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The New, Lighter 1.0L MSR Reactor
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Hikin' Jim
(hikin_jim) - MLife

Locale: Orange County, CA, USA
The New, Lighter 1.0L MSR Reactor on 04/09/2013 09:53:27 MDT Print View

I'm splitting this thread off from another thread.

Jerry Adams wrote: >The Reactor is ridiculously heavy.
Have you seen the new smaller, lighter Reactor? It's significantly lighter than the original (pre-2009) Reactors. I hardly ever use my original 1.7L Reactor unless I plan to melt serious snow. It's just not worth it; it's such a heavy beast. But they re-designed the pot ca. 2009, and it's a lot lighter.

Original, beefy 1.7L Reactor pot (left). New, lighter 1.0L Reactor pot (right).


In 2013 (January), they came out with a 1.0L version. It's still heavier than a JB, but it's windproof whereas a JB really isn't. A JB has better wind resistance than an ordinary upright, but it can't compare to a Reactor. I'm pretty much liking what I'm seeing with the new 1.0L version of the Reactor. I just got it, but I expect that I'll actually get some use out of it as opposed to my old, original version 1.7L Reactor (which mainly sits).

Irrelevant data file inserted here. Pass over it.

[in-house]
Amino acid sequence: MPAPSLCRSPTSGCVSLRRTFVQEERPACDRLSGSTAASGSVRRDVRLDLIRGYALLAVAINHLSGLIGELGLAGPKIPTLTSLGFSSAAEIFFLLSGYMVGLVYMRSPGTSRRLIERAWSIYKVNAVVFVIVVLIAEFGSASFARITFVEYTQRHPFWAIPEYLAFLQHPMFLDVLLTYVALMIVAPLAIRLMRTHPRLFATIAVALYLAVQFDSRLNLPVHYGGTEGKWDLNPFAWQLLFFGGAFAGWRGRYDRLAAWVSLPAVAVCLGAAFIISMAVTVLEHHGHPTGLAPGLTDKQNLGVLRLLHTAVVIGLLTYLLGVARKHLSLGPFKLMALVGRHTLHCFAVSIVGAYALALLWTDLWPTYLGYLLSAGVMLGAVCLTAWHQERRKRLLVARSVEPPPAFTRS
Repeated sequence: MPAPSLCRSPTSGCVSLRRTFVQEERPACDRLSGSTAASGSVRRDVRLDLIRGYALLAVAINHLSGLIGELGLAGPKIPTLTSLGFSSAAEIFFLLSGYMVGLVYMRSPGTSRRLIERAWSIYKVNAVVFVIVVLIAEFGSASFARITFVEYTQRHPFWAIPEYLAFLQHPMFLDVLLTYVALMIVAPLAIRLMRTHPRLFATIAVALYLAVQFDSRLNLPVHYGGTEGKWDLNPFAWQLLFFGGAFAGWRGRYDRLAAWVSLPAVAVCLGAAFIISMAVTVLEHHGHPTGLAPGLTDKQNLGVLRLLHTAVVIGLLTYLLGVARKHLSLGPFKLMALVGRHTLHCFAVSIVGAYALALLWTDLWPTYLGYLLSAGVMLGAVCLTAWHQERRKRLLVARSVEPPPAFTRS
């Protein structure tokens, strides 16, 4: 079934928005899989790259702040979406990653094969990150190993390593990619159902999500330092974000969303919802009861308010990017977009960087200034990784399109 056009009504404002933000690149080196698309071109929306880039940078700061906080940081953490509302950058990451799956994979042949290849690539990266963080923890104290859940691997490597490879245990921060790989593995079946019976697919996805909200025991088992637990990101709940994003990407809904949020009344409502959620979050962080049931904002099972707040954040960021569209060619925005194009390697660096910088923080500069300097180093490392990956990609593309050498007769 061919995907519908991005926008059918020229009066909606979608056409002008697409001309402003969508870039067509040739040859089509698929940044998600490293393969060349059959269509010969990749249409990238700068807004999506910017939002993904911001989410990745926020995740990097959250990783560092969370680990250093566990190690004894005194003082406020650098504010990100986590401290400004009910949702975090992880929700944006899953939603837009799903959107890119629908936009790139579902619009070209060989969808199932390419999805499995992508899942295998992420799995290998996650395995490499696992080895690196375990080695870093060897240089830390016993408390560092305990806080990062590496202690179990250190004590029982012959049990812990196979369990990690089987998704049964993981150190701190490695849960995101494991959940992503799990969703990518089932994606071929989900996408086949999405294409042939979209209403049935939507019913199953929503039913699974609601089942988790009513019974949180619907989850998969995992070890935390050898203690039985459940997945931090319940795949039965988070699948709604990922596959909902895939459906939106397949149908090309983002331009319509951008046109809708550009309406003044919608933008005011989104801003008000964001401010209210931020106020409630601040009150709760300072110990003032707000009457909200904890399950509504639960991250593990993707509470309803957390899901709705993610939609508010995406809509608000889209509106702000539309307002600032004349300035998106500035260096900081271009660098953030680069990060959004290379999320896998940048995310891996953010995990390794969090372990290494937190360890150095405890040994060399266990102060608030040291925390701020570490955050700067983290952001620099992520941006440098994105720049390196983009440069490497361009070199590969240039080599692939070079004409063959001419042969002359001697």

HJ
Adventures in Stoving

Hikin' Jim
(hikin_jim) - MLife

Locale: Orange County, CA, USA
Re: The New, Lighter 1.0L MSR Reactor on 04/09/2013 12:21:02 MDT Print View

Oh, and if I'm citing a weight savings, I suppose I could mention what those weight savings are. :)

The original 1.7L Reactor pot weighs 341g (without lid), which is a ratio of 0.20g/ml. The new Reactor pot weighs 172g, which is a ratio of 0.17g/ ml. So, even though smaller pots usually weigh more per unit of volume, the new Reactor actually weighs less per unit of volume. The weight savings here aren't just from a smaller pot but rather from a redesign. Note: Both the original and the new mini Reactor use the same burner.


The new 1.0L Reactor pot is 169g less than the original (pre-2009) 1.7L pot. They've reduced the weight by nearly half. That's pretty significant.


HJ
Adventures In Stoving

Eric Blumensaadt
(Danepacker) - MLife

Locale: Mojave Desert
Still not convinced... on 04/09/2013 13:34:38 MDT Print View

I'm still not convinced that it's any better (if as good) than my MSR Dragonfly, which is the best simmering liquid fuel stove I know.

With the Dragonfly I can use my aluminized fiberglass cloth Backcountry Oven to bake and a 1 liter Jetboil finned pot for melting snow more efficiently. Plus I always use my MSR windscreen, which works very well.

MSR 1.0 Reactor? I doubt that it will interest me. But thanks for the update. It shows that Cascade Designs' elves are still working away in their skunk works.

Dave U
(FamilyGuy) - F

Locale: Rockies
Re: Still not convinced... on 04/09/2013 13:42:20 MDT Print View

I used the original Reactor at 11,000 feet in temperatures of -6C with wind howling at 83 KM per hour. It boiled a litre in about 2 minutes. Will your Dragonfly do that?

Hikin' Jim
(hikin_jim) - MLife

Locale: Orange County, CA, USA
Re: Still not convinced... on 04/09/2013 14:15:37 MDT Print View

Eric,